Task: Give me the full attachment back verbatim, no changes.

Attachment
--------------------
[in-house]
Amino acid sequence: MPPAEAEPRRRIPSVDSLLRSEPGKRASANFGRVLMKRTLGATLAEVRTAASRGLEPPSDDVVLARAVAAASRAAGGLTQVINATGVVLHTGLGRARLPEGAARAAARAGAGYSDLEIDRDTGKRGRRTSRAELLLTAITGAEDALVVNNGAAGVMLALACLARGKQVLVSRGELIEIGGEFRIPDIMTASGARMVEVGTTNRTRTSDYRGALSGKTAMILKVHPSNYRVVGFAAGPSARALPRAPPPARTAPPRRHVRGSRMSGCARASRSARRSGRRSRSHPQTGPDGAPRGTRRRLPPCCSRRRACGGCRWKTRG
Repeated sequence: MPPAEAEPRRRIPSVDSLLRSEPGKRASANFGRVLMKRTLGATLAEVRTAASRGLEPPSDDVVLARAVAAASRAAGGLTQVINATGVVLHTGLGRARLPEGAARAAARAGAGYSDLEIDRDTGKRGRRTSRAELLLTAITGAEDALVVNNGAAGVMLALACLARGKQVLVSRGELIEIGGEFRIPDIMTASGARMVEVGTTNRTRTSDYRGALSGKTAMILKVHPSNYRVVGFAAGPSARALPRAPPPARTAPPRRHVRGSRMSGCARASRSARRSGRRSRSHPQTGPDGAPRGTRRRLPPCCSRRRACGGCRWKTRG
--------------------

[in-house]
Amino acid sequence: MPPAEAEPRRRIPSVDSLLRSEPGKRASANFGRVLMKRTLGATLAEVRTAASRGLEPPSDDVVLARAVAAASRAAGGLTQVINATGVVLHTGLGRARLPEGAARAAARAGAGYSDLEIDRDTGKRGRRTSRAELLLTAITGAEDALVVNNGAAGVMLALACLARGKQVLVSRGELIEIGGEFRIPDIMTASGARMVEVGTTNRTRTSDYRGALSGKTAMILKVHPSNYRVVGFAAGPSARALPRAPPPARTAPPRRHVRGSRMSGCARASRSARRSGRRSRSHPQTGPDGAPRGTRRRLPPCCSRRRACGGCRWKTRG
Repeated sequence: MPPAEAEPRRRIPSVDSLLRSEPGKRASANFGRVLMKRTLGATLAEVRTAASRGLEPPSDDVVLARAVAAASRAAGGLTQVINATGVVLHTGLGRARLPEGAARAAARAGAGYSDLEIDRDTGKRGRRTSRAELLLTAITGAEDALVVNNGAAGVMLALACLARGKQVLVSRGELIEIGGEFRIPDIMTASGARMVEVGTTNRTRTSDYRGALSGKTAMILKVHPSNYRVVGFAAGPSARALPRAPPPARTAPPRRHVRGSRMSGCARASRSARRSGRRSRSHPQTGPDGAPRGTRRRLPPCCSRRRACGGCRWKTRG